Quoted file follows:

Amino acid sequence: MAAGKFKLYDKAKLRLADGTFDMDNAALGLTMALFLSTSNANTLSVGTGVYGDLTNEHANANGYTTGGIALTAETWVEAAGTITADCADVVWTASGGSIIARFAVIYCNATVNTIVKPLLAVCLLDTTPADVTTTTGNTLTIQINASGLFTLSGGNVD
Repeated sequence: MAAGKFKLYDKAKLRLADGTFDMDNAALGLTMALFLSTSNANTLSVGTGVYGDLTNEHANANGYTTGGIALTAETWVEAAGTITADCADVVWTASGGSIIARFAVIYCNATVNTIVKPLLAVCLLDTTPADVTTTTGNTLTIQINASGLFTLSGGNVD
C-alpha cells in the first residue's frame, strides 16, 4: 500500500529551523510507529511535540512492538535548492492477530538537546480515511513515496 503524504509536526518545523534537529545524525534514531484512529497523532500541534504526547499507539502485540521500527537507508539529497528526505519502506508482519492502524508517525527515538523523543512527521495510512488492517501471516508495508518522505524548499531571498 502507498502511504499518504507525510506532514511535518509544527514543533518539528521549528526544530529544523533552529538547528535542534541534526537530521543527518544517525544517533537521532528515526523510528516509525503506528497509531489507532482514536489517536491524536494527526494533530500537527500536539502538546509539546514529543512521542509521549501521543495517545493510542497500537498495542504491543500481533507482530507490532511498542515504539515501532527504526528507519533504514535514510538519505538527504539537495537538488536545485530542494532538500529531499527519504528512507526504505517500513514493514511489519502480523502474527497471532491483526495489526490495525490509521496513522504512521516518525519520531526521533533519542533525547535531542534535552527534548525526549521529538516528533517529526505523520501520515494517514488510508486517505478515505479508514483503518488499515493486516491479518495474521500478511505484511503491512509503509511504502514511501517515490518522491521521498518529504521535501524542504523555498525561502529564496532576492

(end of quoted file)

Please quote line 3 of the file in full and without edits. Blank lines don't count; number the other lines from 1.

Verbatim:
C-alpha cells in the first residue's frame, strides 16, 4: 500500500529551523510507529511535540512492538535548492492477530538537546480515511513515496 503524504509536526518545523534537529545524525534514531484512529497523532500541534504526547499507539502485540521500527537507508539529497528526505519502506508482519492502524508517525527515538523523543512527521495510512488492517501471516508495508518522505524548499531571498 502507498502511504499518504507525510506532514511535518509544527514543533518539528521549528526544530529544523533552529538547528535542534541534526537530521543527518544517525544517533537521532528515526523510528516509525503506528497509531489507532482514536489517536491524536494527526494533530500537527500536539502538546509539546514529543512521542509521549501521543495517545493510542497500537498495542504491543500481533507482530507490532511498542515504539515501532527504526528507519533504514535514510538519505538527504539537495537538488536545485530542494532538500529531499527519504528512507526504505517500513514493514511489519502480523502474527497471532491483526495489526490495525490509521496513522504512521516518525519520531526521533533519542533525547535531542534535552527534548525526549521529538516528533517529526505523520501520515494517514488510508486517505478515505479508514483503518488499515493486516491479518495474521500478511505484511503491512509503509511504502514511501517515490518522491521521498518529504521535501524542504523555498525561502529564496532576492